Gale's View 20/02/2013
February 20th 2013
A cheer, one but not yet three, for the Government`s announcement that the amount of money that a person will be required to personally pay out in nursing care fees, will be capped. In spite of protestations by successive administrations that “something needs to be done” this is the first government to address the fact that some people, homeowners but otherwise of very modest means, have found themselves having to sell the roof from over their heads in order to pay to live in a nursing home. Hitherto the thrifty, those who have scrimped and saved and bought a house in the hope and expectation that they might, one day, be able to leave the results of their hard work for the benefit of their children or grandchildren have found themselves penalised as a result of their savings while the spendthrift who have spent as they go and have put nothing aside have found the tab for all of their care needs picked up by you and me, the taxpayer.
It is not quite as simple as that, of course. There are plenty of hardworking people who have paid their way all their lives but have never managed to put enough aside to even entertain the idea of owning their own home. Having paid their taxes they have a right to expect to be cared for in their old age. But, so, too, do those who have saved. The system has to be fair.
Following the publication of the Dilnot report this government has taken one small step in the right direction. The cap, at more than £70,000, is much higher than Dilnot would have wished but in an age of austerity the Chancellor has very little room for manoeuvre. He has done what he can with the money available and although some of the funding will be clawed back by not raising the inheritance tax threshold the fact is that two people still have to own a pretty large house, or a lot of money, or both before they start to pay tax on their estate.
The catch, I fear, is in the fine print. People believing that they will now have to pay “only” £70.000 in care home fees before someone else starts to pay the bill are in for a rude shock. Much of the cost of residential and nursing care is in the “hotel” costs, the “bed and board” if you like. It is only the cost of nursing care that will be set against the cap and the bar is set so high that a person will have to live in care for quite a long time before the state cuts in and starts to pick up even a modest part of the bill. So if the Secretary of State wishes, as he has said, to create a situation in which nobody will have to sell their home to pay their fees then a lot more work is going to have to be done before the scheme achieves his desired result. Nevertheless, this is progress and we should recognise that fact. Those of us in parliament now have to make sure that this is not seen as “job done” but very much as work in progress.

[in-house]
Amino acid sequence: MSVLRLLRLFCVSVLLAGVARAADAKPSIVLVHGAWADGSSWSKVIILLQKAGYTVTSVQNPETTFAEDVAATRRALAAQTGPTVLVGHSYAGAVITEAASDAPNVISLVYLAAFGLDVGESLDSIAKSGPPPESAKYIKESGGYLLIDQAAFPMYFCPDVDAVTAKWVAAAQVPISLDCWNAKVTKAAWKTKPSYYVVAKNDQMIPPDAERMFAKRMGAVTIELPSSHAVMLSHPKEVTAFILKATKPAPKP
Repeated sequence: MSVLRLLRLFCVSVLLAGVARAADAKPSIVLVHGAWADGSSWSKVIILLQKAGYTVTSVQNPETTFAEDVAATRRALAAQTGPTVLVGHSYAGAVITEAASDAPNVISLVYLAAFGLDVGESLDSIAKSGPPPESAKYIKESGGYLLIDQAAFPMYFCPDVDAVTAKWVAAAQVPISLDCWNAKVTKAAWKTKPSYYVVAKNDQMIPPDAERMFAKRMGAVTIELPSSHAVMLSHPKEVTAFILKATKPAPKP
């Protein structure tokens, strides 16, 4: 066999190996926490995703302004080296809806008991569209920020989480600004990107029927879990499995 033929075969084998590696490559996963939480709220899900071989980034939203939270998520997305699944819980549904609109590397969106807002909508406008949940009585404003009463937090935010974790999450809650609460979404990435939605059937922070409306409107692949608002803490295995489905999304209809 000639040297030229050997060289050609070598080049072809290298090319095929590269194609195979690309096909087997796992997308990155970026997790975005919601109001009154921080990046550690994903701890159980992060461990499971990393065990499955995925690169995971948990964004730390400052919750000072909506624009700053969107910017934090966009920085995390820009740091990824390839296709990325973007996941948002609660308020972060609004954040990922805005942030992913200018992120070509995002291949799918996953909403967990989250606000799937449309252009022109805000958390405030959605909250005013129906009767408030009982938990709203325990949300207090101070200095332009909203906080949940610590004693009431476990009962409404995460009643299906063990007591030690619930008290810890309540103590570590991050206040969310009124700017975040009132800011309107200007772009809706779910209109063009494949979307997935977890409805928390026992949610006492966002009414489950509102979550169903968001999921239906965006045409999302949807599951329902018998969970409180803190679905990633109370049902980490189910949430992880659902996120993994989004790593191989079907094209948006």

An ageing population has to be paid for and we cannot allow a growing number of elderly and frail people to become an intolerable burden upon the taxes paid by a diminishing number of younger working people. But if those in work are going to be persuaded to save and to make provision for themselves in their old age then we have to make sure that it is worth their while, that they can hand on some of the fruits of their labours and that they will not have to go on paying for something that others are getting for “free”. If we do not achieve that then people will no longer bother to save at all and the consequences of that will place a completely unaffordable strain upon the economy. Instead of handing on assets to our grandchildren we shall end up handing on only national debt.